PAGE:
A bill of sale to Thomas S. Grimke for the purchase of a slave named August from Francis Giraud, who is described as "sound sober and no runaway." The back of the form includes a signed statement by attorney John Ward regarding the bill of sale.
A bill of sale to Thomas S. Grimke for the purchase of a slave boy named Agrissa from Sarah Marie Drayton. The back of the document includes a signed statement, possibly from an attorney, verifying the legality of the bill of sale.
A letter written to John F. Grimke from Alexander Chisolm in Charleston, South Carolina. Chisolm commends Grimke for his "kind interference" in a business manner. Chisolm writes that he will make a payment on a debt presently.
A portion of a will possibly belonging to Thomas Drayton in which Drayton specifies the ways in which he would like his slaves distributed. The writer also wills several "hacks" and tracts of land on the Ashley River.
A letter from Theodore Drayton-Grimke to his father, Thomas S. Grimke, from "Middletown" (Middleton Plantation in Charleston, South Carolina?). Drayton-Grimke describes his studies in Trigonometry and reading Homer.
A letter to John F. Grimke from James Delaine in Charleston, South Carolina. Delaine thanks Grimke for his offer of service if a war breaks out with France in St. Domingo following the Emancipation of revolted slaves. Delaine describes the different socioeconomic classes that exist in St. Domingo and the probability of French intervention following the revolution.
Letters of Mary Smith Grimke, wife of John Faucheraud Grimke, to her daughter, Anna Rutledge Grimke Frost (1795-1882), in Philadelphia, regarding the drowning death of her son, Benjamin (1798-1825) and his child, her grieving daughter-in-law Mary Augusta Barron Grimke (1806-1843) and the return of the bodies to Charleston, to be buried in St. Paul's cemetery. With references to settling of her husband's (?) estate, a note to her granddaughter as well and references to "Sally" (Sarah) and Angelina Grimke, especially the latter's turning to religion, attending Presbyterian services, giving up fashionable company and dress and becoming more like her sister Sarah.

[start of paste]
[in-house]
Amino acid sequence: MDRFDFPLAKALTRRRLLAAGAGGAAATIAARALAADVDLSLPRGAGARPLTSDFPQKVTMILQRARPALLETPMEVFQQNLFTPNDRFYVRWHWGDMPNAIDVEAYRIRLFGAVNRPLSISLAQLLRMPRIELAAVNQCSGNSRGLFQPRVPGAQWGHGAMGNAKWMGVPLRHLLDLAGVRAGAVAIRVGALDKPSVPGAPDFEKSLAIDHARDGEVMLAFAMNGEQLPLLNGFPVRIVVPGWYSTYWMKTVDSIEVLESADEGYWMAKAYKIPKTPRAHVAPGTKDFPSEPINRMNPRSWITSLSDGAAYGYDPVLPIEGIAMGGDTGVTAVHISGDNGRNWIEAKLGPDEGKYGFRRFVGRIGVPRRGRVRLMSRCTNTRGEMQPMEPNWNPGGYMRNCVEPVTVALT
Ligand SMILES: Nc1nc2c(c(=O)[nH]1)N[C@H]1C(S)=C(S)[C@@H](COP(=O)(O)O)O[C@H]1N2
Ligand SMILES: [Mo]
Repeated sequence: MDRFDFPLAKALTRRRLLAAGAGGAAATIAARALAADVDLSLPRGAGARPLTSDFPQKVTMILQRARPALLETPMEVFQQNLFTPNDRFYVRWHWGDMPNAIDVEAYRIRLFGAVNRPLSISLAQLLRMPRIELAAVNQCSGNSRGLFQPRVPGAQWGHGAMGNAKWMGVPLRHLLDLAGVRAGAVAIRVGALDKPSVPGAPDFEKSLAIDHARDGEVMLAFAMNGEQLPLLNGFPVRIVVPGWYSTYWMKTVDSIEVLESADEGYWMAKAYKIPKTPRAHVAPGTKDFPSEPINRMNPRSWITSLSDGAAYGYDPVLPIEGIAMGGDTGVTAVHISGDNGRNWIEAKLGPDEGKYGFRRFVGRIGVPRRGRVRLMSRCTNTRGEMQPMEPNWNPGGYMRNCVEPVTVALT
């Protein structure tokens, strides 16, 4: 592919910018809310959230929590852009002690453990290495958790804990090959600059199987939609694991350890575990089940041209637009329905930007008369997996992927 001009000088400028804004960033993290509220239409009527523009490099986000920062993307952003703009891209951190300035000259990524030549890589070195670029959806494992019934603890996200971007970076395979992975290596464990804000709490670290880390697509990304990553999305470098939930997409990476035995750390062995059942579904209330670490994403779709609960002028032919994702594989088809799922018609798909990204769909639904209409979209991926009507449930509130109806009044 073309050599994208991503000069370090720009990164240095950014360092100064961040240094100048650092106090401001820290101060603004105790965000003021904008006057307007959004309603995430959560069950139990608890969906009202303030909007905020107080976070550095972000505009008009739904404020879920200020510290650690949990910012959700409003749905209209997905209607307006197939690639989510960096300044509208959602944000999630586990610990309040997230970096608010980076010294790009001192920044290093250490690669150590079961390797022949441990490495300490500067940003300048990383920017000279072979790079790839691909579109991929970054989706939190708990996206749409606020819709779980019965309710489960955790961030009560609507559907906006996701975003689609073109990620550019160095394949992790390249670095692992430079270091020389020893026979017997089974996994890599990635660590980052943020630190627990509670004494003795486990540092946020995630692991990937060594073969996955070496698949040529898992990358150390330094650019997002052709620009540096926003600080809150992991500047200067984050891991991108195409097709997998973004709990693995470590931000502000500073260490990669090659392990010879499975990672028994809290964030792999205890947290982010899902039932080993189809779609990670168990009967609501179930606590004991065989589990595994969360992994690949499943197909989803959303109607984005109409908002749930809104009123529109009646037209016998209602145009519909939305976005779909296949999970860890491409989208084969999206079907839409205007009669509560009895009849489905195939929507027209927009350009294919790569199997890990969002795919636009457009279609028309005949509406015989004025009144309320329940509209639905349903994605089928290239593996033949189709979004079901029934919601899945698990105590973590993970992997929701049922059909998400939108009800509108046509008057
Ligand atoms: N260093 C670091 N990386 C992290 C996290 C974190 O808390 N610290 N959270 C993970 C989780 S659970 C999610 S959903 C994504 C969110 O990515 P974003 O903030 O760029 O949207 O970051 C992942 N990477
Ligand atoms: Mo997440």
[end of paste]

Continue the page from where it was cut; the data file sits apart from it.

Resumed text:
Letters of Mary Smith Grimke, wife of John Faucheraud Grimke, to her daughter, Anna Rutledge Grimke Frost (1795-1882), in Philadelphia, regarding the drowning death of her son, Benjamin (1798-1825) and his child, her grieving daughter-in-law Mary Augusta Barron Grimke (1806-1843).
A short letter from George Reid, Secretary of the Society of the Cincinnati, to John F. Grimke regarding starting a society chapter in South Carolina. Reid notes that a meeting will be held at "William's Coffee House" to discuss the matter further.
A newspaper clipping announcing an "Anniversary Meeting" of the Literary and Philosophical Society of South Carolina, to take place in Charleston on Chalmers Street at the "Depository." The clipping lists the elected officers of the Society.
A bill of sale to Sarah Marie Drayton for the purchase of five slaves from the estate of Mrs. Ann D. Perry. James W. Gray, the commisioner of the Court of Equity facilitated the sale. The sale includes the guarantee to the purchaser of "the future issue of the Females"--meaning any future children will be the property of the purchaser. The back of the document includes several worn statements regarding the legality of the sale.
A letter from Thomas S. Grimke to Philadelphia bookseller Thomas Kite, asking his opinion of Mr. Price, an attorney, but also giving details on military preparations and a fear of violence over the nullification issue in Charleston.
Letter from Thomas S. Grimke, President of the South Carolina Temperance Society, to William Gill, James Johnson, William Greu, and Isaac A. [Kerlark?], the committee of the Temperance Society of 'F' Company, 2nd Regiment of Artillery, stationed at Fort Moultrie, recommending that their organization receive auxiliary status within a soon-to-be-established state temperance society.